Even by modern standards, Jake Bugg has really rocketed to fame. From being a plucky ‘one to watch’ (albeit one signed to a major label), when his single “Lightning Bolt” coincided with the 2012 Olympics and soundtracked Usain Bolt’s every appearance on our screens, he is now a household name. His self-titled debut album, when he was just 18, introduced an authentic and refreshing new voice; a dry wit and broad Nottingham accent combining with an attention-grabbing, cut-glass vocal delivery and bona fide skills and intuition as a guitarist. He cited influences including Don McLean, Johnny Cash and Neil Young, and on the basis of the raw materials displayed in his confidently stripped back sound, he seemed the first young solo star in a while to hold any real hope of one day emulating their success and artistic status. There was a feeling that he hadn’t quite arrived fully formed, but that that was fine, good even: time and life experience would fill in the depth and nuance sometimes lacking in his lyrics.
And so, the emergence of his second album, ‘Shangri La’, just 13 months on from his debut, feels disconcertingly soon. Sure, he has come a long way, as evidenced by the fact the album is produced by Rick Rubin and named after the luminary’s Malibu studio. And if, during a year of relentless touring, festivals and publicity, Bugg has found the time to do all that aforementioned developing and maturing and acquiring of nuance, then fair play; but it seems unlikely.
‘There’s A Beast And We All Feed It’ opens the album, clocking in at under two minutes and kicking off proceedings in an energetic style that we’ll call ‘mockabilly’; it doesn’t sound like there is anything new happening here, but it is happening very fast, as if to compensate. ‘Slumville Sunrise’ motors along, the pleasingly thumping rhythm section alongside Bugg’s wry commentary calling to mind the Arctic Monkeys, and with a soaring, unshakable chorus it is certainly a standout – still enjoyable despite having been hammered on the radio as the current single. However, ‘What Doesn’t Kill You’, which was the lead single back in September, takes that lovely catchiness and uses it for ill. The chorus embeds itself into the cranium, but it makes a very unwelcome guest thanks to an infuriatingly unoriginal lyrical concept hanging on a hash of well worn clichés, sadly doing a disservice to the more appealing and inventive lines that are there in the verses if you can bear to listen out for them. Gripes aside though, Bugg rattles through the first three songs at such a frenetic pace that it is a pretty fun ride.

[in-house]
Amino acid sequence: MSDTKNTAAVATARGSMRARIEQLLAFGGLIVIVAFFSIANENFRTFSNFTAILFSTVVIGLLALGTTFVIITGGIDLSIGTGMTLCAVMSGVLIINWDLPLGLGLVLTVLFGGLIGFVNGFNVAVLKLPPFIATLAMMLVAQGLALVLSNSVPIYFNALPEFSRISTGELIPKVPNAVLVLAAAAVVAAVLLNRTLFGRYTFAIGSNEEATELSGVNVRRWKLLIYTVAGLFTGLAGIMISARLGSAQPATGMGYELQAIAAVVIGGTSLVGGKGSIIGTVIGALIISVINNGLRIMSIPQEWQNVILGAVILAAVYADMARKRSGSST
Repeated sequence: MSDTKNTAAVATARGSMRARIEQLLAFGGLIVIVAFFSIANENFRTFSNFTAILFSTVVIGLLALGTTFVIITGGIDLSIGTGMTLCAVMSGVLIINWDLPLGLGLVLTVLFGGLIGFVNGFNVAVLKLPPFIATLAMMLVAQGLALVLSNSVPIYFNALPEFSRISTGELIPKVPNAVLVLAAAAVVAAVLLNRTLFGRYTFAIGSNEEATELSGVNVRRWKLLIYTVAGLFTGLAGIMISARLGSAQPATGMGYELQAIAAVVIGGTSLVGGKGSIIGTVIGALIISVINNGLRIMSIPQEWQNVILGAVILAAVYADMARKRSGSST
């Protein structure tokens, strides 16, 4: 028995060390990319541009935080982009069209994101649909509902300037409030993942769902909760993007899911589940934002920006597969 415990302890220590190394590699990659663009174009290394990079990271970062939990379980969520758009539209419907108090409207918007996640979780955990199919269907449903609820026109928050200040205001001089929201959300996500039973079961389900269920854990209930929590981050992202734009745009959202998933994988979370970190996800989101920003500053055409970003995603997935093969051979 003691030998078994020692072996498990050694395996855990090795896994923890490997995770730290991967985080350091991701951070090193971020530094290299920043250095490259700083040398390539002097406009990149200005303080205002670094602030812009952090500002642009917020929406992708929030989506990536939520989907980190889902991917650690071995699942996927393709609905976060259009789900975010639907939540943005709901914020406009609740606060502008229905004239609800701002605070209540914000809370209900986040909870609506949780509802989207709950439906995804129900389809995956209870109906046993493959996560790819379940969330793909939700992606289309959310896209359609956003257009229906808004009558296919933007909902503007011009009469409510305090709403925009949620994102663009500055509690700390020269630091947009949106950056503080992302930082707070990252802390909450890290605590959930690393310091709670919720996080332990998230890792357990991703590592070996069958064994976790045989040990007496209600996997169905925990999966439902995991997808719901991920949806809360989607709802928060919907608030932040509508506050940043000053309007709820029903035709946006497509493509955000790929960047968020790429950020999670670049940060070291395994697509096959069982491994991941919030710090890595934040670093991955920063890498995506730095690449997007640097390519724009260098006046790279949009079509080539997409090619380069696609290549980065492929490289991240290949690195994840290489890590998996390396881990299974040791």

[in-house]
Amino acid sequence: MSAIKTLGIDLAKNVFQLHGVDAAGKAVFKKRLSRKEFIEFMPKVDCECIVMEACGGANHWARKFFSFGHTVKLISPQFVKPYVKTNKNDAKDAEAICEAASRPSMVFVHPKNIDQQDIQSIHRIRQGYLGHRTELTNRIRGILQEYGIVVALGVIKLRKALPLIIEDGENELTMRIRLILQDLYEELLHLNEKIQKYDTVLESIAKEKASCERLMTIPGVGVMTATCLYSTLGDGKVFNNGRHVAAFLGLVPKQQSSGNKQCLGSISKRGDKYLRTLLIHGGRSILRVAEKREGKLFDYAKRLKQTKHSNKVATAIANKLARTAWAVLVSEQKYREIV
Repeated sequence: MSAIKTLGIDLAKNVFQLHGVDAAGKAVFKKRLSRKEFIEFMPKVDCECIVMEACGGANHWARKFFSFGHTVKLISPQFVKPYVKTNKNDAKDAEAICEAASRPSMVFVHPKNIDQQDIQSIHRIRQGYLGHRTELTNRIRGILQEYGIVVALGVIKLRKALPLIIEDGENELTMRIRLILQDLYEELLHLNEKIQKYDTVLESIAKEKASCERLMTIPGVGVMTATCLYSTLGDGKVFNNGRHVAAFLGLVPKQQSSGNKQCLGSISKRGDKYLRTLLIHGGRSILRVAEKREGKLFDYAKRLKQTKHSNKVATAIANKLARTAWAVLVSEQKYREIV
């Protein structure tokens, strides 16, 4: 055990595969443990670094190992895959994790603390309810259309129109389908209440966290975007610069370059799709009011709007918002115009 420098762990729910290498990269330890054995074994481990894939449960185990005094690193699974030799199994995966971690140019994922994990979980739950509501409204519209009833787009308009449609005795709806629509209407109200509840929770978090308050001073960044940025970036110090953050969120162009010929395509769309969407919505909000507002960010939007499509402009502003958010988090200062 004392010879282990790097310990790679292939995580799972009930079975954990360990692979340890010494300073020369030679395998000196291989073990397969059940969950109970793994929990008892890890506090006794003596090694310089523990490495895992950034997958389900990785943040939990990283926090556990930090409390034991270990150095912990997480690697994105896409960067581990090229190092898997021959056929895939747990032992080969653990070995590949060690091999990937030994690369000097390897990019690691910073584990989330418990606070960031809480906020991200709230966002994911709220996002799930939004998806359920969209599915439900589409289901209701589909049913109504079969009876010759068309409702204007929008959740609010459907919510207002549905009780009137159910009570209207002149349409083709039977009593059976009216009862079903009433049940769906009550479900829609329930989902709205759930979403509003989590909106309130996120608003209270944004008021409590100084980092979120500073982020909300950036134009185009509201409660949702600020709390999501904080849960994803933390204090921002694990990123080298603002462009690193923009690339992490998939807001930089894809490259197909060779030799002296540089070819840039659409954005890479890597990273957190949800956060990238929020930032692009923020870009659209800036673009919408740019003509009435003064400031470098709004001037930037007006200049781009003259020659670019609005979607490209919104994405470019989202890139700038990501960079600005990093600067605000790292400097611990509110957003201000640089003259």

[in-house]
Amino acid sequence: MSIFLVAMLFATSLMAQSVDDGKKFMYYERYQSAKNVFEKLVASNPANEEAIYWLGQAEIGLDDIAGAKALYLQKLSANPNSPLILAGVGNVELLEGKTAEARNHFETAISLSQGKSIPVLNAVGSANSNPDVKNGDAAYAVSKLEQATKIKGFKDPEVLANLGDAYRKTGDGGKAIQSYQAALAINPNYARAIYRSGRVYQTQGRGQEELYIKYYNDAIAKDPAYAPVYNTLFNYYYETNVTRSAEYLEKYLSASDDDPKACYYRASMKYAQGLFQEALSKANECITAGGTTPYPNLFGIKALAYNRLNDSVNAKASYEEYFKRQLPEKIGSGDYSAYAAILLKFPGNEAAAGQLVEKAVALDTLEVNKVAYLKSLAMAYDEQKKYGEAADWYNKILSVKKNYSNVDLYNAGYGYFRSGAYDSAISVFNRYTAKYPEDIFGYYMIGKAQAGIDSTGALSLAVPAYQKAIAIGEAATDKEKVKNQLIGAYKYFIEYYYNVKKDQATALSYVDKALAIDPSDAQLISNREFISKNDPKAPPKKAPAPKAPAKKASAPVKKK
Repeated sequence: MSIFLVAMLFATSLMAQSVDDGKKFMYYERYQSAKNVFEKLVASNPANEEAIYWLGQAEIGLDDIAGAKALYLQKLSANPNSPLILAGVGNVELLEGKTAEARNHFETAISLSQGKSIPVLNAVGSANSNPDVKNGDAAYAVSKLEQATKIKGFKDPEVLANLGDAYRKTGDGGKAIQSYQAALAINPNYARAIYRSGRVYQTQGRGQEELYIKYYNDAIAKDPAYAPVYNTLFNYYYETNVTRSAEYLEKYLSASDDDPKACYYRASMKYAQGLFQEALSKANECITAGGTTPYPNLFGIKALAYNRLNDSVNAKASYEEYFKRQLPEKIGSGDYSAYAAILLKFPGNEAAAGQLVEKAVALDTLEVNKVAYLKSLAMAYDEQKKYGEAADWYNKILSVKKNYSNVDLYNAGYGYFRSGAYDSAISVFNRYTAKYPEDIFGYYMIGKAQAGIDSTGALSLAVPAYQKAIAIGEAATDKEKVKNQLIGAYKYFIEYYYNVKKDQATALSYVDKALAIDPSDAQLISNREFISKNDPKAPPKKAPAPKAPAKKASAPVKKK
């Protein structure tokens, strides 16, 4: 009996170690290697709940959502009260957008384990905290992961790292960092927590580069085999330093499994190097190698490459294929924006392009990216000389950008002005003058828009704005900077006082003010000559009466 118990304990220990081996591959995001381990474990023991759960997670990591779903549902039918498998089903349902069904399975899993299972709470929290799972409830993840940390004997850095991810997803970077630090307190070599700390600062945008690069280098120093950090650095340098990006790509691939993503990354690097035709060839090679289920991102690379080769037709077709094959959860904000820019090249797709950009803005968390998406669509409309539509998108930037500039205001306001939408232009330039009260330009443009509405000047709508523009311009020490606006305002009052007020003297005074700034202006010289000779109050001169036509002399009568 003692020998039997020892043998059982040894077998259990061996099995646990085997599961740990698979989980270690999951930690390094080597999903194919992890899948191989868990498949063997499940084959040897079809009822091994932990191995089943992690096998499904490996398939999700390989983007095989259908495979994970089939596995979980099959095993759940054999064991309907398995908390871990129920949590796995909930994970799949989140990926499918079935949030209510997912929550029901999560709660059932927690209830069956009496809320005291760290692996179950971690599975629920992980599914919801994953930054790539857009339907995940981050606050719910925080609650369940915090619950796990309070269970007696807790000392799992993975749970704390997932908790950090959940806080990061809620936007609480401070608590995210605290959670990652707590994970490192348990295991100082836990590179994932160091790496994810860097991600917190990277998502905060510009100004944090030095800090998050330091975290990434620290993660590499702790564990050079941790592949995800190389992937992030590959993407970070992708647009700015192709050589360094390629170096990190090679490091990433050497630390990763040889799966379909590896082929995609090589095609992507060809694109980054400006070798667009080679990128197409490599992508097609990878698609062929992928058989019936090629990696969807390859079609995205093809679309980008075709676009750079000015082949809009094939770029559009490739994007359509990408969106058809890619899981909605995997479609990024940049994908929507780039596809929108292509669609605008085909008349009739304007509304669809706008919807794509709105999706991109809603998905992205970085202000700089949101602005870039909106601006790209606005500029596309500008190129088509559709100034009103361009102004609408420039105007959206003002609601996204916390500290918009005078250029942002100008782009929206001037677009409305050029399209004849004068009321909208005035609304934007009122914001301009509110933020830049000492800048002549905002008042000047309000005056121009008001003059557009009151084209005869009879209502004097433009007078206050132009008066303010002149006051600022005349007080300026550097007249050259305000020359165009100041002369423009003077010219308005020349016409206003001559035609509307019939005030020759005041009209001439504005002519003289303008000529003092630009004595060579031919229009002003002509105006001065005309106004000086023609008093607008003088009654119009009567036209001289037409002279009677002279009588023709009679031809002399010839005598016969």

‘Me And You’ brings the first hint of a softer side, with a shuffling, folksy lilt, and it is a perfectly lovely ditty; the mid-tempo indie of ‘Messed Up Kids’ returns to Bugg’s trademark theme of gritty hometown observations, strengthening suspicions that maybe he has been too rushed to reflect and put pen to paper about his new experiences, or that perhaps this album is constructed of old songs he had left in the bank from his last one, duly beefed up and Rick Rubin-ised for public consumption. ‘A Song About Love’ is pleasant of melody and certainly a showcase for Bugg’s voice, but slightly self-conscious; the loose and bluesy ‘All Your Reasons’ starts promisingly but morphs into some sort of homage to every middle-of-the-road Britpop album track from the ’90s, eventually drowning in extended guitar breaks that never quite build up the head of steam they need to justify themselves. Perhaps the girl who wrote a feature on Vice recently about living as if it was 1996 for a week, as though nobody had ever managed to do it, let alone a mere 17 years ago, would find this sound fresh and relevant. But if Bugg’s sights are set on the credibility and longevity of his heroes then he’s strayed off course. ‘Kingpin’, an exercise in rock ‘n’ roll-by-numbers, feels so lame and derivative, and frankly beneath his talents, as to be wholly inexplicable. Which brings to mind the main frustration with this record: it is clearly well made and features some high grade musicians, but it sounds as if very few of the actual songs here really needed an audience, and rather that the label needed an album.
‘Kitchen Table’ comes to the rescue with fresh new array of delicate guitar and keyboard sounds, Bugg’s simple vocal style placing the song centre stage where it shines. ‘Pine trees’ finds him with just his guitar for company; a welcome development in theory, but some of the hoped-for raw charm is lost in a smooth and schmaltzy melody (the opening line of which is unfortunately reminiscent of Oleta Adams’, ahem, classic “Get Here (If You Can)”).
‘Simple Pleasures’ dives back into Britpop territory, which threatens to pay off this time as it grows into a pulsating, chugging beast of a tune; however, it is tethered by a slightly wimpy predictability, a feeling that it’s just obvious how it is going to end. Thankfully, the same cannot be said of the album as a whole, as the closing track, ‘Storm Passes Away’, finally shows Bugg’s true charms, a bluegrass-tinged country folk number in which his playful vocal turn sounds free and unforced, and as such is a breath of fresh air.
Here is the Jake Bugg that we were promised, and it is a relief, because for much of ‘Shangri La’ Bugg’s appeal, his natural talent and charisma, is hidden in plain sight; distinctive vocals and impressive guitar work sit high up in the mix, but somehow failing to cut through and expose the essence of the artist.